“There are so many nice horses here, and they're so much different to the Australian horses, so it's hard to get your eye in, but at the end of the day, when you see a real one, you see a real one,” he said.
The colt had strong South American ties on the page, but the connections were just as strong with the operations that bred him. Wapi, a daughter of Scat Daddy, was purchased by the partnership of Don Alberto Corp. and Three Chimneys Farm for $1.05 million at the 2017 Fasig-Tipton November sale with the Curlin colt in utero.
“There was certainly an affinity from Don Alberto, for her being Chilean, and her winning the Oaks there,” said Three Chimneys COO Chris Baker. “She was a tremendous racemare there, and it's well known what Scat Daddy is. Scat Daddy brings the speed to the cross with Curlin, so the mating was very attractive, as well, with two South American owners that had appreciation for that Chilean form.”
The mare produced just two foals for the partnership before dying of colic two and a half weeks ago. She had a Gun Runner colt on April 1 to complete her produce record.
“She was on her way to becoming an important broodmare, and maybe through her two offspring, she'll prove to be one,” Baker said.
LaPenta, Bridlewood Farm Team Up For $1-Million Curlin Colt
It only took a handful of hips after the first Denali-consigned son of Curlin to ring up a seven-figure bid for the next one to drop the hammer, with frequent partners Robert LaPenta and Bridlewood Farm going in on a $1-million colt.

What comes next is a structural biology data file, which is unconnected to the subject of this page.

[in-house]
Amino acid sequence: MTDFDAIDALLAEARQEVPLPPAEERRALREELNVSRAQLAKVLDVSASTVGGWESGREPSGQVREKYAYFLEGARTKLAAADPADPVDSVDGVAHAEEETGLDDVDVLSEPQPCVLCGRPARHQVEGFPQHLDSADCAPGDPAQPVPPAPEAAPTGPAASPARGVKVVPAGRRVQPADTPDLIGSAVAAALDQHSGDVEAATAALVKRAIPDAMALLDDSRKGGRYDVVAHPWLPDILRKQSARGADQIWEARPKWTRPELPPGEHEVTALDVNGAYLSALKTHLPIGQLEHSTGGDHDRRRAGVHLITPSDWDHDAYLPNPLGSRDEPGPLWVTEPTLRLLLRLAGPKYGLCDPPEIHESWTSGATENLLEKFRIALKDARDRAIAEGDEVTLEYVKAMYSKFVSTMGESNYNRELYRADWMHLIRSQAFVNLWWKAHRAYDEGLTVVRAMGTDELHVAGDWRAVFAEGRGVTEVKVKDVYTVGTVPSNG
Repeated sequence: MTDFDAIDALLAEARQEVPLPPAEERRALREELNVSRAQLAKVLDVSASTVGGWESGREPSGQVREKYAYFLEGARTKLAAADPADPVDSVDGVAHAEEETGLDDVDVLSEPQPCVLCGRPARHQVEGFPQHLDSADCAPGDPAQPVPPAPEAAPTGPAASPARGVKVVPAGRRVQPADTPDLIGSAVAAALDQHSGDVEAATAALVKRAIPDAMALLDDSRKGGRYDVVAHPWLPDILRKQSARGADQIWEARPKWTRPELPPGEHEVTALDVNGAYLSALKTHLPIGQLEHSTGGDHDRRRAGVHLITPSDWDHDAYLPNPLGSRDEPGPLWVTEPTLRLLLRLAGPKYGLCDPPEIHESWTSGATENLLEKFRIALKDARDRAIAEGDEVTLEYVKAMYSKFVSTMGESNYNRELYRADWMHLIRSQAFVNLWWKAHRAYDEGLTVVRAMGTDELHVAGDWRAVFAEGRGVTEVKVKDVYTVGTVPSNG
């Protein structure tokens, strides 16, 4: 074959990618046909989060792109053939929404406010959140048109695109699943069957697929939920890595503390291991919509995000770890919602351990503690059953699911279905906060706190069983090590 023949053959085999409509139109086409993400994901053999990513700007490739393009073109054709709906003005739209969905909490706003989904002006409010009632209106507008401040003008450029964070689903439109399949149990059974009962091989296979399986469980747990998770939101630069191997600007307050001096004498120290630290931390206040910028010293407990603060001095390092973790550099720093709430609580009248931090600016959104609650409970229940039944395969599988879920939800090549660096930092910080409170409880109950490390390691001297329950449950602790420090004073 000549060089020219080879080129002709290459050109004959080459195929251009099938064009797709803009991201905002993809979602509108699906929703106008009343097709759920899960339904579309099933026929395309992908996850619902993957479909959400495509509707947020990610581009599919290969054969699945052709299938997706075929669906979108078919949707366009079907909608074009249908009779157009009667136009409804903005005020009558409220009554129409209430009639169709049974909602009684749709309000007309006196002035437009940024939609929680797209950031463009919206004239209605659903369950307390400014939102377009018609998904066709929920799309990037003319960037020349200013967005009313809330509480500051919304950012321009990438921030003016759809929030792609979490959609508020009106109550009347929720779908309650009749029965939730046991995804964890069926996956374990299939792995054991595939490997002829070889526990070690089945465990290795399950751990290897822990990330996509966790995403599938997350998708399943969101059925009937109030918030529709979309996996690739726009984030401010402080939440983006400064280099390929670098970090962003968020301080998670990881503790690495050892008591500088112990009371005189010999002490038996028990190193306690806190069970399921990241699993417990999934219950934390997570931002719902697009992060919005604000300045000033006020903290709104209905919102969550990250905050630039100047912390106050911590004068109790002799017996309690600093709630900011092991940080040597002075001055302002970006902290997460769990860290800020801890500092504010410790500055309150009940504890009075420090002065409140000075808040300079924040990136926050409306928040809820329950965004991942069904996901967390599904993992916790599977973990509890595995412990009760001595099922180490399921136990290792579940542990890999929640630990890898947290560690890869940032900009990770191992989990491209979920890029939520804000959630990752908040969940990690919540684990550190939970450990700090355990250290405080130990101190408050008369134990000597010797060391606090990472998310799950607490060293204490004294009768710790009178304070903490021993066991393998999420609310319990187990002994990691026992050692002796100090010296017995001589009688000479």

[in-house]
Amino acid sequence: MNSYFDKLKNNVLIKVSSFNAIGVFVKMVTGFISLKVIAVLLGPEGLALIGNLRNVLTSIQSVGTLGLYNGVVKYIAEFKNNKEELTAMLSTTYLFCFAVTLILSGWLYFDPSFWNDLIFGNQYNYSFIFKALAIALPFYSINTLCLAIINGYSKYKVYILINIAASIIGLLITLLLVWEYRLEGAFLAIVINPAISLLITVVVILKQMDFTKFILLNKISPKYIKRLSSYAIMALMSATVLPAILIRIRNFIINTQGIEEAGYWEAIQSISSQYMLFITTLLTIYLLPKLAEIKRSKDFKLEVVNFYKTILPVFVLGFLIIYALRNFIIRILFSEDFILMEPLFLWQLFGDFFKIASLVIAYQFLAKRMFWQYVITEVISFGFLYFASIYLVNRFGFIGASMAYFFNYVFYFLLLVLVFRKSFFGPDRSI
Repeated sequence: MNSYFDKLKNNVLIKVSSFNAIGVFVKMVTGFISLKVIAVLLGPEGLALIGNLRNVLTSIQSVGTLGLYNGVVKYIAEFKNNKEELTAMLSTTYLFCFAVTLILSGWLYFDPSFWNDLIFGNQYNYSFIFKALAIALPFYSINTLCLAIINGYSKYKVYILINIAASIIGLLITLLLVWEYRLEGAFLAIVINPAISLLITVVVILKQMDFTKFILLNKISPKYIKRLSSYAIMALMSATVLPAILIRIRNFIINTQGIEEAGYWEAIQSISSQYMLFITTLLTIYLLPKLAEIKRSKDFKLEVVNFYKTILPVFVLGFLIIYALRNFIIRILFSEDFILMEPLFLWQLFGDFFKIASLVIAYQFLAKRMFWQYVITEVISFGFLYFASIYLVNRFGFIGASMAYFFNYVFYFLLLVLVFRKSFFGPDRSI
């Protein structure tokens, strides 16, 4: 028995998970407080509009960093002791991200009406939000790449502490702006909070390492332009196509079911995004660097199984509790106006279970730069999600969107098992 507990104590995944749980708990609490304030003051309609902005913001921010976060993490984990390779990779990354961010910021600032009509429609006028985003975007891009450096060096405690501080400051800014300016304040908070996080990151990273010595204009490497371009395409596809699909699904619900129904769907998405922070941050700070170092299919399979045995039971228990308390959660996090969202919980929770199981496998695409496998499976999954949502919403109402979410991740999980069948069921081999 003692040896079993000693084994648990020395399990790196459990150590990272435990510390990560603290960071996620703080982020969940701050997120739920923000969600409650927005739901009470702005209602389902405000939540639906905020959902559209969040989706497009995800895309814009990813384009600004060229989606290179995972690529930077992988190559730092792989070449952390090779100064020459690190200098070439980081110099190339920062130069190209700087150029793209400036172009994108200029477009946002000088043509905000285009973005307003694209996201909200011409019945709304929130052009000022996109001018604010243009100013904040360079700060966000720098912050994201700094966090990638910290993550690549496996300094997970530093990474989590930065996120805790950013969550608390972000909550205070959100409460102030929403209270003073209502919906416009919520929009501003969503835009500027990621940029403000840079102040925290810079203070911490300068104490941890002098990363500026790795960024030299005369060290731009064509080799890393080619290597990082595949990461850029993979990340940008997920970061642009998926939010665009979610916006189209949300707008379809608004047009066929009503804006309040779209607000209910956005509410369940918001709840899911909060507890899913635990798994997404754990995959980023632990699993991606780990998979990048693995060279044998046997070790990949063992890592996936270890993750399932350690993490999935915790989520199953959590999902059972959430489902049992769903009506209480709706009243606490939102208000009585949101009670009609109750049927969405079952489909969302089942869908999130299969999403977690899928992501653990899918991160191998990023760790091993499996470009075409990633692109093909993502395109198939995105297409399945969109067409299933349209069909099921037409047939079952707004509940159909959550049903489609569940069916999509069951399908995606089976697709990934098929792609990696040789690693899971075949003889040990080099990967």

The bay colt, Hip 159, is out of the stakes-placed Yes It's True mare Yes Liz, and he was bred in Kentucky by Stonestreet Farm, the same operation that campaigned Curlin during his on-track career.
“We thought he was the most well-balanced colt in the whole sale,” said bloodstock agent John Panagot. “We were here looking for colts, and we thought he was the best athlete here, from possibly the best dirt stallion in the country…Anytime you get a chance to buy a Stonestreet-raised horse, that's an extra incentive to buy.”
Panagot said a decision would be made later as to who would train the new purchase.
“This horse was our number-one,” he said. “It just happened to be he was in the middle of the second night. Ideally, they go through early and you see where you're at, but we saved some powder, and we're happy we did.”
The Saratoga sale has been good to the Denali Stud team, with one of the most notable recent examples being Tapwrit, who sold for $1.2 million as a yearling in upstate New York en route to winning the Belmont Stakes two years later. The colt was purchased by LaPenta and Bridlewood Farm, in partnership with Eclipse Thoroughbred Partners.
“The stars have to align, and every once in a while, they do,” Craig Bandoroff said. “We're lucky we sell for great people and have a great team. Conrad's doing more all the time and he's going to be the face of the organization. It's been a special night.”
Conrad, a Darley Flying Start graduate who serves as the company's vice president, leaned over from the seat next to his father and chimed in.
“He's still heavily involved,” he said. “Don't let him fool you.”